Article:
Head Shrinking and the Shuar of the Amazon Rainforest
While head hunting is a practice documented in many areas of the world including ancient China, Mesoamerica, India, Japan, and Africa, the only known head shrinkers are a group of people from the northwestern region of the Amazon rainforest collectively known as the Jivaroan.
- The spirit of an enemy
- The Shuar
- Seeking the muisak
- Edmundo Bielawski and the head-shrinking process
- Western influence
The spirit of an enemy
Thought to harness the spirit of an enemy and compel him to serve the desires of the “shrinker,” the practice of shrinking heads is known to have originally held a spiritual significance.
From the 19th Century until very recent times, however, the practice of shrinking heads was extended to trophy hunting, exotic trade, as well as simple curiosity seekers willing to pay exorbitant prices to possess the head of another human being.
While head hunting is a practice documented in many areas of the world including ancient China, Mesoamerica, India, Japan, the Amazon, and various parts of Africa, the only known head shrinkers are a group of indigenous people from the northwestern region of the Amazon rainforest (Ecuador and Peru) collectively known as the Jivaroan peoples. Their most notorious tribe, the Shuar, live at the headwaters of the Marañón River.
Known as creating a tsantsa (or tzantza) to the people of this region, head shrinking began as a solution to preventing an enemy’s spirit from using its retaliatory powers against its executioner. Decapitating and then shrinking their enemies' heads also served as a highly dramatic way to warn enemies of the fate awaiting them should they venture into Jivaroan territory uninvited. And while the ultimate fate of shrunken heads is uncertain, it appears that most were later used in religious ceremonies and feasts that celebrated the victories of the tribe.
Seeking the muisak
The Shuar and their elaborate head shrinking process was first brought to public light in the late 19th century. Although those who made early contact--and survived--with the headshrinkers characterized shrunken heads as "trophies of warfare," the Shuar insisted that they were not interested in the heads themselves and did not prize them as trophies, but rather sought the muisak, or soul of the victim, which was contained inside.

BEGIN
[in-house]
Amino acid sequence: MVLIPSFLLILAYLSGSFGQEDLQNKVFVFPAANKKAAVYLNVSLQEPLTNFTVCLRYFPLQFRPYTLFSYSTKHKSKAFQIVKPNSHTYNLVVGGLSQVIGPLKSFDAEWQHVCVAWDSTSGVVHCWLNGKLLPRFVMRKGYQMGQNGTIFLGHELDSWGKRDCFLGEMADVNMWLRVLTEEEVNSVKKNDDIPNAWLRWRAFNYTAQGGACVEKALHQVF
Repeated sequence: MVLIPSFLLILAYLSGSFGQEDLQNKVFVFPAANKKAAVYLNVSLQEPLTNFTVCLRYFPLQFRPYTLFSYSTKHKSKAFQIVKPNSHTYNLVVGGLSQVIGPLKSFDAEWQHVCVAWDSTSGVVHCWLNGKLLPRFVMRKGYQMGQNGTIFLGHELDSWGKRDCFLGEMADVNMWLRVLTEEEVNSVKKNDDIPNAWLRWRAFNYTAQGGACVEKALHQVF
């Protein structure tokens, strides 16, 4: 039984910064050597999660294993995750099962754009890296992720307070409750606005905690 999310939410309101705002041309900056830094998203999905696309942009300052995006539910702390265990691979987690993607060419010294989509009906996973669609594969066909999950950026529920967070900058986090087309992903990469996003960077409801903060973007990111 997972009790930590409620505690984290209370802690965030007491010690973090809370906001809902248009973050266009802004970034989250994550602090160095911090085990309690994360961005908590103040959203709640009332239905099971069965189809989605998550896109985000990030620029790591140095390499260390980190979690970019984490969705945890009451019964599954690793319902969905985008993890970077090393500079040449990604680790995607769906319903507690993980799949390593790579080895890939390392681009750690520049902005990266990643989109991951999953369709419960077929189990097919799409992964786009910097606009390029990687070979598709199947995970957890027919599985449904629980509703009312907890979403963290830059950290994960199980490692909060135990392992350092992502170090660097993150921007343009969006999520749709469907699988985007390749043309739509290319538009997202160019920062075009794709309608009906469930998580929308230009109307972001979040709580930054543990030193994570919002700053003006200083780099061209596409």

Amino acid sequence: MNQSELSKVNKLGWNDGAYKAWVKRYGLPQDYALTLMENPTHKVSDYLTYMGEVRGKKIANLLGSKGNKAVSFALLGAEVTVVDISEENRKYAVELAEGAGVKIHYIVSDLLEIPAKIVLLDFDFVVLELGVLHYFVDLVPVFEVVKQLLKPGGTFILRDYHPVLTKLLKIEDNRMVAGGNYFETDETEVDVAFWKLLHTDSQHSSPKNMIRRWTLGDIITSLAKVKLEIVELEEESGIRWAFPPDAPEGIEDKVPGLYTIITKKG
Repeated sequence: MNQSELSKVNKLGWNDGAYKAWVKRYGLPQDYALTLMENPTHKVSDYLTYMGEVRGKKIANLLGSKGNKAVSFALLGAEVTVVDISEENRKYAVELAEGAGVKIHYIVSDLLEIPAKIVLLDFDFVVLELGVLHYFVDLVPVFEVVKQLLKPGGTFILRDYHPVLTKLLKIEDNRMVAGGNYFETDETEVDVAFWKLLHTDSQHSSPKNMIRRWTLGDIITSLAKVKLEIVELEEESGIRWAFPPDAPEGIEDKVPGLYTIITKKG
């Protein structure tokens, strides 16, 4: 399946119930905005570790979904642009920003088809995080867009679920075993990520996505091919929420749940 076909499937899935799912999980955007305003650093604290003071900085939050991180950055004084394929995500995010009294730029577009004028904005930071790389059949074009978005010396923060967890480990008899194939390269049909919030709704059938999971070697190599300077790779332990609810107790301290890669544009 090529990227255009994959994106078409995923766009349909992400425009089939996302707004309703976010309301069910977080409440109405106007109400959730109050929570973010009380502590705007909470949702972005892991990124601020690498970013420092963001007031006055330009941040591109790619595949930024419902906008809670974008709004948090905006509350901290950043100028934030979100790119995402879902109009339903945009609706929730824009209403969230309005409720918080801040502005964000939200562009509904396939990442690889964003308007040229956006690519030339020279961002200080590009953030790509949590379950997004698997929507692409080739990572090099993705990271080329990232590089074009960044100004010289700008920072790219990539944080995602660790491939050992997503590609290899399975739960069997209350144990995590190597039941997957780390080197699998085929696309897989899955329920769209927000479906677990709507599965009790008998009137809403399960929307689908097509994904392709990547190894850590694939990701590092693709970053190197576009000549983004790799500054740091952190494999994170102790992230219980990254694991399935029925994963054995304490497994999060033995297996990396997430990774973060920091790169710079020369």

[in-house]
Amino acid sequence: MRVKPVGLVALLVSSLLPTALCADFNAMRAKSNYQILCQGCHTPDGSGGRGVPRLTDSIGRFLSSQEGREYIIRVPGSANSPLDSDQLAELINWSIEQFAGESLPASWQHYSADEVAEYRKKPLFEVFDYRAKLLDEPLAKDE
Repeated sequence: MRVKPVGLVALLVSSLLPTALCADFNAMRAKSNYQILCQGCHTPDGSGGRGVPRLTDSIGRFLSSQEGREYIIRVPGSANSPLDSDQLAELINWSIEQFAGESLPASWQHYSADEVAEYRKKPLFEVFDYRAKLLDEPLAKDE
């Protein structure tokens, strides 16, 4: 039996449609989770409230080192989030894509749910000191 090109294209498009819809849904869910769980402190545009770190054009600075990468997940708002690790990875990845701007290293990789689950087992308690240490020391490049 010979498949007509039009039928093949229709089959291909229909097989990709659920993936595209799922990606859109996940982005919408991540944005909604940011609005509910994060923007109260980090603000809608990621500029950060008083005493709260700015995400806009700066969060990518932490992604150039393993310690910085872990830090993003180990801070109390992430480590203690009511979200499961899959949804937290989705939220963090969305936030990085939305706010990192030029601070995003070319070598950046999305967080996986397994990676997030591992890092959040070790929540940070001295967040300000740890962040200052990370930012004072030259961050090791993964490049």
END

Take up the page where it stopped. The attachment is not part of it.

Shuar men believe that control of the muisak (one of three types of spirits that exist in their animistic belief system) would enable them to control their wives' and daughters' manual labor efforts. Since the bulk of calories and carbohydrates in the Shuar diet derives from manioc and the beer (chicha) made from it--which is grown and processed by the women--women's work is crucial to Shuar survival, as well as social life.
Edmundo Bielawski and the head-shrinking process
In the late 19th and early 20th Centuries, Europeans and Americans began trading manufactured goods including shotguns and rifles to the Shuar in exchange for shrunken heads, primarily for their novelty, re-sale value. The result of this sociocultural interference led to an increase in local warfare (including head hunting), as well as a trade-motivated shift in tribal mores. In 1961, during an especially violent period, a man named Edmundo Bielawski filmed the only known footage showing what appears to be the head shrinking process.
This is how the head shrinking process is described by one who witnessed it: